The 328 and 335 models offer a choice of a six-speed manual or six-speed automatic transmission, with the automatic being the only version offered with the 335d. The automatic can be optionally fitted with steering wheel-mounted paddle shifters for manual operation. The 335is models instead offer a seven-speed dual-clutch transmission as an alternative to the manual. This is essentially an automated manual transmission that does away with the clutch pedal and shifts quicker and more efficiently than would a conventional automatic; it can operate autonomously or be shifted manually via paddles or the console-mounted lever.

A sophisticated suspension setup, with BMW’s double-pivot strut design up  front and a five-link setup at the rear, enables crisp, neutral handling for fun, spirited driving, with a ride that’s on the harsh side, but not painfully so – at least over

moderately uneven surfaces. An optional sport package includes a sport suspension and upgraded wheels and tires (along with heavily bolstered sports seats and a sports steering wheel) and improves the 3 Series’ handling by an incremental amount. The 335is models will again up the ante with suspension components carried over from the high-performance M3 line (reviewed elsewhere) that improve the car’s handling even further, though this comes at the expense of a rougher ride.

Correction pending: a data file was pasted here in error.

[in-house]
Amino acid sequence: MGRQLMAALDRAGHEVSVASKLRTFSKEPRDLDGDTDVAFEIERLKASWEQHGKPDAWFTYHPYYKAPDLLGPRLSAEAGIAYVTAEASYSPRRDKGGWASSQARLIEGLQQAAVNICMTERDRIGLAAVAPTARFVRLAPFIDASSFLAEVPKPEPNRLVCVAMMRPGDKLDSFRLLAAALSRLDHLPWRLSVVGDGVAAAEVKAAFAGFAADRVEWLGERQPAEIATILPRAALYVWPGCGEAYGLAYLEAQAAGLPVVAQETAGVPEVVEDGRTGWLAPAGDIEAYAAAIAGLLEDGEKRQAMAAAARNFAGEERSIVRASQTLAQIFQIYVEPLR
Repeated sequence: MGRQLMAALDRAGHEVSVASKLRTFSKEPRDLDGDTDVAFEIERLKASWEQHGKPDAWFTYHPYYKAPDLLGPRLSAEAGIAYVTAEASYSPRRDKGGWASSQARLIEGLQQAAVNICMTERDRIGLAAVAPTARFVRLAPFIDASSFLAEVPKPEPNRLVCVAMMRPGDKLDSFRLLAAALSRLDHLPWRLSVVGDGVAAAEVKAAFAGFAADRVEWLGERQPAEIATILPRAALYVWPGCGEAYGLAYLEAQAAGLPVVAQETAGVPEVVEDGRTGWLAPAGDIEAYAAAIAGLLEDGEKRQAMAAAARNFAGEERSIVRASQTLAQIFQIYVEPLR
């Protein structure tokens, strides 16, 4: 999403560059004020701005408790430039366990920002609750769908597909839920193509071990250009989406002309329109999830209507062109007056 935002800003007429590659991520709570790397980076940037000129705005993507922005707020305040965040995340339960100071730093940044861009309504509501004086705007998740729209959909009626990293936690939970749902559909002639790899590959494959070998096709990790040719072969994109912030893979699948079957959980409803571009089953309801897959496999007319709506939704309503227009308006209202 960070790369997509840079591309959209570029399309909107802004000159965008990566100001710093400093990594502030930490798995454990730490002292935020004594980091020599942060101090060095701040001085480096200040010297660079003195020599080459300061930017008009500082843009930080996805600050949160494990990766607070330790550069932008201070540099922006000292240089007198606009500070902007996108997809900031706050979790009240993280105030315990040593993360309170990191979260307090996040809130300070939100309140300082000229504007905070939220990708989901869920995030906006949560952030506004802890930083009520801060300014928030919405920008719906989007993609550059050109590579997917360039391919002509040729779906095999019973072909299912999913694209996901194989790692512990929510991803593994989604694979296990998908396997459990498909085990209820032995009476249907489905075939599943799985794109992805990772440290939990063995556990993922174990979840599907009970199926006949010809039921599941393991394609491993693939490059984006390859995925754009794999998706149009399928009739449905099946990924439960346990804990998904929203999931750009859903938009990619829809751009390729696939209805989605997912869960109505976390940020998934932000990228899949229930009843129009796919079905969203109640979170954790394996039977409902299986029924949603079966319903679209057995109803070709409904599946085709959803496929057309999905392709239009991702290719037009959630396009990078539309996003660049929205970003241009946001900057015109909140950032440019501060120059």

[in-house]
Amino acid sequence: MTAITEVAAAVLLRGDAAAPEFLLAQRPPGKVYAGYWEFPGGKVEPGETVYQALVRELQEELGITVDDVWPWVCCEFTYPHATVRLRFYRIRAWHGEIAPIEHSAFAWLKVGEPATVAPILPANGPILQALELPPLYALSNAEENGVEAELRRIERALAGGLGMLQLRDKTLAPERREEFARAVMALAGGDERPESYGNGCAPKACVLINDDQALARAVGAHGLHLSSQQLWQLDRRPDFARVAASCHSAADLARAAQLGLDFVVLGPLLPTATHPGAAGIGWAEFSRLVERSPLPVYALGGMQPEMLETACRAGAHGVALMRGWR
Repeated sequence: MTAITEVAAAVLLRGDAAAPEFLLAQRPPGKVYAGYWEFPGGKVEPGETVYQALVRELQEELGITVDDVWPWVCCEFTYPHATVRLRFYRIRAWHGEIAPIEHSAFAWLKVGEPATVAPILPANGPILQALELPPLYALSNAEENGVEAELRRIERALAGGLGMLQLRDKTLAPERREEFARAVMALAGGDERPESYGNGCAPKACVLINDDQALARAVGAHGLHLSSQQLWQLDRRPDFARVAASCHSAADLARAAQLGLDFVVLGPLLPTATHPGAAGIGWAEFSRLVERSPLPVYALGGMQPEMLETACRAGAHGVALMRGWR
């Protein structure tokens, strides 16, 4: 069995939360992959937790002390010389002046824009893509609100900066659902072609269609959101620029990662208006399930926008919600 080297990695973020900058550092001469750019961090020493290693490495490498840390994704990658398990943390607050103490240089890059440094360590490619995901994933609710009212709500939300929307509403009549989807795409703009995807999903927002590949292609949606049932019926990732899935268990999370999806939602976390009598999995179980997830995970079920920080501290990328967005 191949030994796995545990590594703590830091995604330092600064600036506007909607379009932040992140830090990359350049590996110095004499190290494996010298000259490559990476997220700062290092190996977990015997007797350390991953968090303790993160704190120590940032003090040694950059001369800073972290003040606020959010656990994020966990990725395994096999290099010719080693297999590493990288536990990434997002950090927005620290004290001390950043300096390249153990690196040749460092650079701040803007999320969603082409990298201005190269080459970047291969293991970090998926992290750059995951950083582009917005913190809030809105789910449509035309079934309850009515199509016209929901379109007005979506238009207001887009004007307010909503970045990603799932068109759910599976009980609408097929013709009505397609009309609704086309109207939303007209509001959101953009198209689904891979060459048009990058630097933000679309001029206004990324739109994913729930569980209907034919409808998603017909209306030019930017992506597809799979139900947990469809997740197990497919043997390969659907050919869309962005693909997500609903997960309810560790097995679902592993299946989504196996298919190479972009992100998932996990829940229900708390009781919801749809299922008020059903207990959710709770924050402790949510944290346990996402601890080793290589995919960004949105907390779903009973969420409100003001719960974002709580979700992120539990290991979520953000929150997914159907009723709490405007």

The automaker’s Active Steering system is optional and provides additional steering boost during extreme handling maneuvers for quicker handling. While it works as advertised, the active system does introduce an unnatural feel to the  steering in the process that we think runs counter to the car’s core performance attributes.

Sedan and coupe versions are available with BMW’s accomplished “xDrive” all-wheel-drive system that enhances both dry road cornering and foul-weather traction. Under normal driving conditions the system sends a bit more power to the rear wheels than the front to help maintain a sporty rear-drive feel. When the wheels slip or the sensors detect an imminent skid, power is automatically and immediately sent to the wheels having the most traction.

Included across the line are Dynamic Slip Control and Dynamic Traction Control for added stability over a wide range of conditions and handling situations. An expanded range of brake functions include Brake Standby (which reacts when the  driver suddenly lifts his or her foot off of the accelerator, anticipating hard braking,  and snugs the brake pads against the rotors) and Start-Off Assistant (which  automatically engages the brakes on an incline to prevent the car from rolling back  when the driver lifts his or her foot off of the brake pedal to depress the accelerator), among others.

The 3 Series interiors carry a tastefully understated design, with instruments well positioned and switches within easy reach. There’s plenty of room up front for  six-footers to ride in comfort, though back-seat legroom is at a premium, particularly when the front buckets extended all the way rearward.